Every sufferer instinctively looks for a cause of its distress, more exactly, for a culprit, even more precisely for a guilty culprit who is receptive to dsitress--in short, for a living being upon whom he can release his emotions, actually or in effigy, on some pretext or other; because the release of emotions is the greatest attempt at relief, or should I say, anaestheticizing on the part of the sufferer. [Cf. Barash & Lipton, Payback (Oxford, 2011) for empirical evidence in support of the Nietzschean hypothesis.]
There was, undboutedly, considerable suffering by lawyers and new law graduates--jobs lost, careers thwarted, huge debts looming and undischargeable in bankruptcy. In cyberspace, some of those suffering--as well as some muddle-headed law professors and opportunistic charlatans-- identified a "guilty culprit": it was law schools. Thus was born the bizarre meme that law school was a 'scam.' (Mr. Winterhalter is a late arrival to the meme.) Although U.S. law schools had for decades successfully trained most graduates to pass the bar and become lawyers, this no longer mattered. Massaging employment data to game U.S. News rankings was now portrayed as a concerted and sinister attempt to fraudulently induce students to come to law school who otherwise never would have dreamed of doing so. Indeed, lawsuits by victims of this alleged "scam" were soon filed around the country, but courts have uniformly repudiated their theory about the culprits, noting the obvious "elephant in the room," i.e., the global recession of 2008. The law professors who taught the plaintiffs apparently well enough to pass the bar were clearly not responsible for lack of jobs--how could they be? Some law schools still face possible liability, and perhaps rightly so: there are 200 accredited law schools in the country, and some may have acted unethically and perhaps illegally. But law schools are not culpable for the economic catastrophe of the last five years, and the vast, vast majority did not defraud or scam anyone. This much is obvious to the courts, indeed, to anyone awake.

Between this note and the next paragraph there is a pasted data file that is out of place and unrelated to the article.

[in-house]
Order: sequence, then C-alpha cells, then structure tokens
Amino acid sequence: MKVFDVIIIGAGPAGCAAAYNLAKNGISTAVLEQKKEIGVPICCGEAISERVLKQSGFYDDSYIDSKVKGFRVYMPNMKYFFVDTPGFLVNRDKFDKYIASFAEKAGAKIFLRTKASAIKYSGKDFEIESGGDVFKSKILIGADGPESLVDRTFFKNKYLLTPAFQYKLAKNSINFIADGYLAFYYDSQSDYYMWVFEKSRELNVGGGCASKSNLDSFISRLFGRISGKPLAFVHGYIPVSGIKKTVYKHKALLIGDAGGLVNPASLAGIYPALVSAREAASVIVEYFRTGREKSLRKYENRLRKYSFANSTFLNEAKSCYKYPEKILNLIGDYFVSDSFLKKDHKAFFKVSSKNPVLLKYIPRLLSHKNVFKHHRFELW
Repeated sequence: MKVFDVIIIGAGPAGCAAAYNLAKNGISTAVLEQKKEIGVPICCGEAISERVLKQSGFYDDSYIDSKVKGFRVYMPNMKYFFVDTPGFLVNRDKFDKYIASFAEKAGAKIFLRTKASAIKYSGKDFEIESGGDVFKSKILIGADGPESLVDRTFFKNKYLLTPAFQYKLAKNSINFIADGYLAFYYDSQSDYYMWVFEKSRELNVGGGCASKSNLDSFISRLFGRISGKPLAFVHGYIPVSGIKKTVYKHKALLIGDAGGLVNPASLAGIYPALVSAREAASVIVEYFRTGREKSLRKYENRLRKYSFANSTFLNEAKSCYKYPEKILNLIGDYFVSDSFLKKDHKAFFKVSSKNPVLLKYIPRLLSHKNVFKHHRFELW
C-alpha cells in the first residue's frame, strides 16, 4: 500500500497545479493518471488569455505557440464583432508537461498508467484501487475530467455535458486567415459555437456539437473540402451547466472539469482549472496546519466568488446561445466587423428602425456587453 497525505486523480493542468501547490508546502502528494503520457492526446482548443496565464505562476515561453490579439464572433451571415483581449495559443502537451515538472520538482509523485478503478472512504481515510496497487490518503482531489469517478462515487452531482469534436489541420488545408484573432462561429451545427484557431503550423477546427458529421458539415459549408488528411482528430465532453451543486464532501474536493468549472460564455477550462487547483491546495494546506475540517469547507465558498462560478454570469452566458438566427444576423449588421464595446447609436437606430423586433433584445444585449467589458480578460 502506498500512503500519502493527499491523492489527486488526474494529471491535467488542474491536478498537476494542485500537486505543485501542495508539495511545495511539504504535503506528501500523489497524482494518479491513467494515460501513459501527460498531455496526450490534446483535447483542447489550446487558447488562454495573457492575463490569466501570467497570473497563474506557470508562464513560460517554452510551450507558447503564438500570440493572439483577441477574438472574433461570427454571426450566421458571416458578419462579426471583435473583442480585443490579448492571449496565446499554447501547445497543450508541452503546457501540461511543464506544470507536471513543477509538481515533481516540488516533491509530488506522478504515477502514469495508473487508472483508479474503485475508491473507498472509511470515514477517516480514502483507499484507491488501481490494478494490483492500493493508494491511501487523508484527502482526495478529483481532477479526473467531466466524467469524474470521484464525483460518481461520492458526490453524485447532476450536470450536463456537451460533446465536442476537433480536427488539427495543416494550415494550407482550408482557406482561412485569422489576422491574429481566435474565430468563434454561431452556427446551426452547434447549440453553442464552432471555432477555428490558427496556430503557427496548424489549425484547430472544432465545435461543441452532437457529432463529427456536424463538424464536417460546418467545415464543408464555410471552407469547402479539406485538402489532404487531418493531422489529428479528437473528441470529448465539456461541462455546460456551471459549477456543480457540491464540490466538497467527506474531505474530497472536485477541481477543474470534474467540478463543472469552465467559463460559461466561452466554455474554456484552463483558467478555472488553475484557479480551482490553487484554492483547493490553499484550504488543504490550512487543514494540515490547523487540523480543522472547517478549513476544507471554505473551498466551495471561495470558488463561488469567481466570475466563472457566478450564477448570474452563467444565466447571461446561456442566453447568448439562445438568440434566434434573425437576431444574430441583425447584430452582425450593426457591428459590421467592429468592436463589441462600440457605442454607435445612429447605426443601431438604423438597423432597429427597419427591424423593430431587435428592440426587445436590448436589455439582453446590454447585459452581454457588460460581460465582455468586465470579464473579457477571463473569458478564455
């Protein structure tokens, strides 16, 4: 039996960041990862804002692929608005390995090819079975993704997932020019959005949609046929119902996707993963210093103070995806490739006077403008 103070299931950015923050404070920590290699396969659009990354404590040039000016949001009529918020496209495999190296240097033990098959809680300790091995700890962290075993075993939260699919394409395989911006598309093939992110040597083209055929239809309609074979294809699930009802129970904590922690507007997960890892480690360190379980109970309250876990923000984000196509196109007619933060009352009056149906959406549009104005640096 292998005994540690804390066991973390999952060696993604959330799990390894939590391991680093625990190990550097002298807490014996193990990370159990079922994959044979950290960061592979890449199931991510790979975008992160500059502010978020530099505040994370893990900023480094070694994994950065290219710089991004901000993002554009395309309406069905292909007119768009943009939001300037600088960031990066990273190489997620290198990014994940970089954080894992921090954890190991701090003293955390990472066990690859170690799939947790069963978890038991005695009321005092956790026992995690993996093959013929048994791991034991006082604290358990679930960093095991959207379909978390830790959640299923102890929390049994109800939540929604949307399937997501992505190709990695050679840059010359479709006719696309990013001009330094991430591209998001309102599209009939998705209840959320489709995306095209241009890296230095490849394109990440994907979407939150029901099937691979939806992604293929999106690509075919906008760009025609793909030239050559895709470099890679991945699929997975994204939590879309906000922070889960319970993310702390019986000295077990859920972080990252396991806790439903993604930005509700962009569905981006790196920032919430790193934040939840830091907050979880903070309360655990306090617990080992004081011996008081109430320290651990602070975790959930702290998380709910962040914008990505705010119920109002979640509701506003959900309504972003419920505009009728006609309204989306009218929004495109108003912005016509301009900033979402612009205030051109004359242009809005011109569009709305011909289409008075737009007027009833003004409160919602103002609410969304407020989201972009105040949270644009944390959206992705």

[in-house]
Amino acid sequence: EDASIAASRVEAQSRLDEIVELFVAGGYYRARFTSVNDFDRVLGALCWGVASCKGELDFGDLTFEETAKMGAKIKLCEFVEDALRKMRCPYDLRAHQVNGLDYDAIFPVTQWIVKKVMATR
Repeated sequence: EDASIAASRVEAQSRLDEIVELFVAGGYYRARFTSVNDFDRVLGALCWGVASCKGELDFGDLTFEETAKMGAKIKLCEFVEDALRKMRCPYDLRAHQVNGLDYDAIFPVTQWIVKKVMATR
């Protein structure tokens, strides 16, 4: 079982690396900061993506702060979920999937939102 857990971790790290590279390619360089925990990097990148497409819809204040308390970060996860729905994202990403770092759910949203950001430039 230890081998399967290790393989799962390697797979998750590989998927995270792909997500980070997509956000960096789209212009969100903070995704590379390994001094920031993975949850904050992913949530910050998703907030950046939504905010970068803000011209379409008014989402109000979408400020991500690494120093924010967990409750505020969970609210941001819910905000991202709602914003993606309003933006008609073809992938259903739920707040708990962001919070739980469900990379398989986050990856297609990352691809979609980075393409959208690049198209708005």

The sensible response to an economic catastrophe, both inside and outside the legal profession, has turned into an utterly irrational attempt by the misguided or the malevolent to find "guilty culprits" to blame for miserable circumstances. Mr. Winterhalter is just the latest manifestation of this irrational response, but cyber-ranting like his still proliferates in which law schools, judges, lawyers, law faculty, and anyone who resists the herd mentality of the deranged scam-bloggers are disparaged, demeaned and defamed without regard for the facts and without any actual evidence of wrongdoing.
November 21, 2013
We are on track for there to be more new jobs for lawyers than there are new law school graduates...
...by 2016 or 2017. Hopefully this will help some of those currently unemployed, but it is also probably quite good news for those starting law school now or next year. (I commend Professor Young for taking the time to run the numbers, which in the current toxic cyber-environment where facts are never welcome [recall the irrational reception in cyberspace of the Simkovic & McIntyre study, even though it completely altered the terms of debate in the real world], requires considerable courage. I also commend to the attention of readers Professor Young's profiles of graduates of the Appalachian School of Law, a nice snapshot of the important role legal education plays in communities throughout the nation.)